The above list is a montage of the lists in many textbooks. When you think about it, these items do go a long way toward defining the culture of an organization. Unfortunately, I believe these items fall short because they fail to include the emotions of the people. After all, organizations are made up of people, at all levels, interacting in a social structure for a purpose.  Let us extend the list of things that make up the culture of an organization.

  • Is there a high level of trust within the organization?
  • To what extent do people have the opportunity to grow in this organization?
  • Do people feel safe and secure, or are they basically fearful?
  • Is the company financially stable?
  • How do people treat each other on their own level and on higher or lower levels?
  • Is there mutual respect between management and workers?
  • Is the culture inclusive or exclusive?
  • Do people generally feel like winners or losers at work?
  • Is the culture one of reinforcement or punishment?
  • Are managers viewed as enablers or barriers?
  • Are people trying to get into the organization or trying to get out?
  • What is the level of satisfaction for people in this organization?
  • Can people “speak their truth” without fear of reprisal?
  • Do people follow the rules or find ways to avoid following them?
  • Do people receive a living wage?

How can leaders build the right culture where people have a sense of purpose and meaning in their work?  Here are eight approaches that are used by successful leaders.

  1. Have high ethical and moral standards. Operate from a set of values, and make sure people know why those values are important.
  2. Operate with high Emotional Intelligence. The ability to work well with people is critical.
  3. Build trust. Trust is the glue that holds people together in a framework of positive purpose. Without trust, we are just playing games with each other, hoping to get through the day unscathed.
  4. Create a positive vision of the future. Vision is critical because without it people see no sense of direction for their work. Create a common goal that is exciting.
  5. Lead change well. Change processes are in play in every organization daily, yet most leaders struggle with change processes.
  6. Build High Performing Teams. Enhance a sense of purpose where there is a kind of peer cohesion brought on by good teamwork.
  7. Build morale the right way. Motivation is derived by treating people with respect and giving them a clear vision and autonomy. Avoid trying to motivate people by adding hygiene factors, like picnics, bonuses, or hat days.
  8. Reinforce good behaviors.

Most of the above concepts sound like common sense; unfortunately, they are not common practice in many groups. This void contributes to much of the apathy in organizations. To have people rise to their level of potential, you need a strong culture. To accomplish that, focus on the above concepts, and see a remarkable transformation in your organization. Become a student of these skills, and teach them to other leaders. Learn how to personify the concepts listed above to rise to the level of great leadership.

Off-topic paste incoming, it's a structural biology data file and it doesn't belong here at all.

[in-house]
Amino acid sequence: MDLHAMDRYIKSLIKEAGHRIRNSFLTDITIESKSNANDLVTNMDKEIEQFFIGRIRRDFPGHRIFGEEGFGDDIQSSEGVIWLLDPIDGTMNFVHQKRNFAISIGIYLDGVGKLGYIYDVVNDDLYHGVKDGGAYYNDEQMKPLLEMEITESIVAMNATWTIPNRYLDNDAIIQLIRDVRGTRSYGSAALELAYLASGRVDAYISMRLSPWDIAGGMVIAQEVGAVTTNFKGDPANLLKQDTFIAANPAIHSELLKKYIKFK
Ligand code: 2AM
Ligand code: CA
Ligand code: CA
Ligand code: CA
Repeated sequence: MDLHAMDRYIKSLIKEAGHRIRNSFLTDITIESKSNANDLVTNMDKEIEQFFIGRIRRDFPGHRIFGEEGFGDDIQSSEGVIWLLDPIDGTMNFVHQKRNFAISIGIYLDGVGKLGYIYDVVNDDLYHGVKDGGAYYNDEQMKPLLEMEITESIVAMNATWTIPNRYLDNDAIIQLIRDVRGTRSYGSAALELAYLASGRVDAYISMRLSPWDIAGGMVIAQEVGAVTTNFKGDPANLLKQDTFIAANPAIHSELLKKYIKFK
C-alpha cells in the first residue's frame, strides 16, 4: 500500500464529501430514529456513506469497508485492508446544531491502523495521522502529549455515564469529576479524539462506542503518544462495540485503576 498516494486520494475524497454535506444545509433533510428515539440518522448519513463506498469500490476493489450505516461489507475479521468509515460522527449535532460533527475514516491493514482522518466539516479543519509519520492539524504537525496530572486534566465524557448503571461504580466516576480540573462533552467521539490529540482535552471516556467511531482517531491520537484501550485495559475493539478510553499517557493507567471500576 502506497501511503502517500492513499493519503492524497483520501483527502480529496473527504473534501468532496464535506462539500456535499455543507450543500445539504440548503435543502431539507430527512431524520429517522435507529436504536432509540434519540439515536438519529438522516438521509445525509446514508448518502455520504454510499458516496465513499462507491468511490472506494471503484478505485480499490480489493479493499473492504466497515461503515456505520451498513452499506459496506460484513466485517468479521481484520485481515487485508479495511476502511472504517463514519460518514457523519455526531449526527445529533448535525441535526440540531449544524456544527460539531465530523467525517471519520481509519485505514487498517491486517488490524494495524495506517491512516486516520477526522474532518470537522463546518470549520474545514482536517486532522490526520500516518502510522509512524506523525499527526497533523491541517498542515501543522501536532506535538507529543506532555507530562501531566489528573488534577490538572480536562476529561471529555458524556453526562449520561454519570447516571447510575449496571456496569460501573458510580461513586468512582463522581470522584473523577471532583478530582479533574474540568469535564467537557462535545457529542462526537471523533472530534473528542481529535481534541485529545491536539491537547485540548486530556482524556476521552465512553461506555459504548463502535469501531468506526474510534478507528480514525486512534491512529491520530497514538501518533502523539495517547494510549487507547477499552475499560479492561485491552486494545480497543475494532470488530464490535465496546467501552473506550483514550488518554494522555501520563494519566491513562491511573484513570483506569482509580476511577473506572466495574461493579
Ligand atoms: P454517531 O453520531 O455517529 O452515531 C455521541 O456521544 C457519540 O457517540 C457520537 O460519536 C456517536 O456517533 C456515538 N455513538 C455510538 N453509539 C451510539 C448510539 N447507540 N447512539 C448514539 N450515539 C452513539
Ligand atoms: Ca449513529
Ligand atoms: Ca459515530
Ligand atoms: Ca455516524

Bob Whipple, MBA, CPTD, is a consultant, trainer, speaker, and author in the areas of leadership and trust.  He is the author of: The Trust Factor: Advanced Leadership for Professionals, Understanding E-Body Language: Building Trust Online, and Leading with Trust is Like Sailing Downwind.  Bob has many years as a senior executive with a Fortune 500 Company and with non-profit organizations

 


Reducing Conflict 47 Other People’s Pain

June 27, 2022

Empathy is critical if we want to help other people who are experiencing pain.  There ought to be a course somewhere in the education system on EMP-101.  This article brings up some cautions about how we express our empathy when people are in crisis.

You will hear the phrase “I know how you feel” perhaps thousands of times in your lifetime. The truth is that other people can never fully feel your pain.  They may be able to approximate it based on their own experiences. They may be able to deduce how you feel by extrapolating the situation and how you look or sound. They can never fully experience what you are going through.

Far better to say something like, “I am sorry you are going through this. Is there any way I can help?” You cannot put yourself fully in the other person’s shoes. Why utter banal phrases that make it seem like you can? 

I will direct this article mostly to a term called “Professional Hurt.” I learned the term from Dr. Ruby Brown from Jamaica, who coined the phrase. I met Ruby while speaking at the Caribbean Leadership Program in Trinidad. She wrote her dissertation on the topic of Professional Hurt.  It is when a person in a professional setting is abused somehow by managers or circumstances beyond control.

Professional Hurt also occurs when a person gets demoted or fired. It may be the result of being passed over for a promotion or being marginalized in some way. 

When someone else is hurting, spend more time listening to the person.  Avoid the temptation to say, “Oh that is just like how I felt last year when they withheld a promised raise.”  That is not going to make the other person feel any better.  Listening to stories of people who are worse off or have had the same problem does not relieve the person’s pain today. Rather, ask thoughtful questions if the person wants to talk. Just be present if the person is in shock or unable to verbalize the pain. 

Body language is particularly important when dealing with another person who is in a crisis. You can show that you care more with your facial expression than you can with a constant stream of babble. Just listening and nodding may be the best thing you can do for the other person at that moment.